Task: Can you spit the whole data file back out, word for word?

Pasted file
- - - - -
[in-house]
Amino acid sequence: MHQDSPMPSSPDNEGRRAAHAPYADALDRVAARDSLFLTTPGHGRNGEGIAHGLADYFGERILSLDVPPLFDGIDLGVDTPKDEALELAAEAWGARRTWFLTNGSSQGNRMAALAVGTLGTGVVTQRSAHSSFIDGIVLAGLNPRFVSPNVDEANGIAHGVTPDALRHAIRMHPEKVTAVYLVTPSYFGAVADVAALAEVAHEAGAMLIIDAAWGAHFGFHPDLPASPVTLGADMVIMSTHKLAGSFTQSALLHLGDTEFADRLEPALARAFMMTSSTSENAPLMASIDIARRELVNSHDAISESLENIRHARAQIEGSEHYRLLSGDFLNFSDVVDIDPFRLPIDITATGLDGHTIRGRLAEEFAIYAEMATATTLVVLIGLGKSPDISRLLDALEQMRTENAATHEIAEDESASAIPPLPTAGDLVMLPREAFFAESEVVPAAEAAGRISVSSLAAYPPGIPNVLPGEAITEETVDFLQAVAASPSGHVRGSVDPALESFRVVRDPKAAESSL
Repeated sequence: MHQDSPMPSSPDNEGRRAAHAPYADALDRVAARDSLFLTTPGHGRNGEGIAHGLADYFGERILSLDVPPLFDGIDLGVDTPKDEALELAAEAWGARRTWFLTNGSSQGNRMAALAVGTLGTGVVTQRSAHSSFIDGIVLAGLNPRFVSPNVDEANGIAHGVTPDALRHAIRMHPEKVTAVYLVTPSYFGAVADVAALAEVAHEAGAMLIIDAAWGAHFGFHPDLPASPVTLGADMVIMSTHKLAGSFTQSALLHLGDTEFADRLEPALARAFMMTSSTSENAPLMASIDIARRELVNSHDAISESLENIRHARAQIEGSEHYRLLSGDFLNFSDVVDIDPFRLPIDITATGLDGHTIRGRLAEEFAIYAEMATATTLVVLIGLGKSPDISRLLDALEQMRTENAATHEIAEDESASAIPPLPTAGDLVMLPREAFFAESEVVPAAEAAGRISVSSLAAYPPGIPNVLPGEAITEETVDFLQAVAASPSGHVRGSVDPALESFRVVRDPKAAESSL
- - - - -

[in-house]
Amino acid sequence: MHQDSPMPSSPDNEGRRAAHAPYADALDRVAARDSLFLTTPGHGRNGEGIAHGLADYFGERILSLDVPPLFDGIDLGVDTPKDEALELAAEAWGARRTWFLTNGSSQGNRMAALAVGTLGTGVVTQRSAHSSFIDGIVLAGLNPRFVSPNVDEANGIAHGVTPDALRHAIRMHPEKVTAVYLVTPSYFGAVADVAALAEVAHEAGAMLIIDAAWGAHFGFHPDLPASPVTLGADMVIMSTHKLAGSFTQSALLHLGDTEFADRLEPALARAFMMTSSTSENAPLMASIDIARRELVNSHDAISESLENIRHARAQIEGSEHYRLLSGDFLNFSDVVDIDPFRLPIDITATGLDGHTIRGRLAEEFAIYAEMATATTLVVLIGLGKSPDISRLLDALEQMRTENAATHEIAEDESASAIPPLPTAGDLVMLPREAFFAESEVVPAAEAAGRISVSSLAAYPPGIPNVLPGEAITEETVDFLQAVAASPSGHVRGSVDPALESFRVVRDPKAAESSL
Repeated sequence: MHQDSPMPSSPDNEGRRAAHAPYADALDRVAARDSLFLTTPGHGRNGEGIAHGLADYFGERILSLDVPPLFDGIDLGVDTPKDEALELAAEAWGARRTWFLTNGSSQGNRMAALAVGTLGTGVVTQRSAHSSFIDGIVLAGLNPRFVSPNVDEANGIAHGVTPDALRHAIRMHPEKVTAVYLVTPSYFGAVADVAALAEVAHEAGAMLIIDAAWGAHFGFHPDLPASPVTLGADMVIMSTHKLAGSFTQSALLHLGDTEFADRLEPALARAFMMTSSTSENAPLMASIDIARRELVNSHDAISESLENIRHARAQIEGSEHYRLLSGDFLNFSDVVDIDPFRLPIDITATGLDGHTIRGRLAEEFAIYAEMATATTLVVLIGLGKSPDISRLLDALEQMRTENAATHEIAEDESASAIPPLPTAGDLVMLPREAFFAESEVVPAAEAAGRISVSSLAAYPPGIPNVLPGEAITEETVDFLQAVAASPSGHVRGSVDPALESFRVVRDPKAAESSL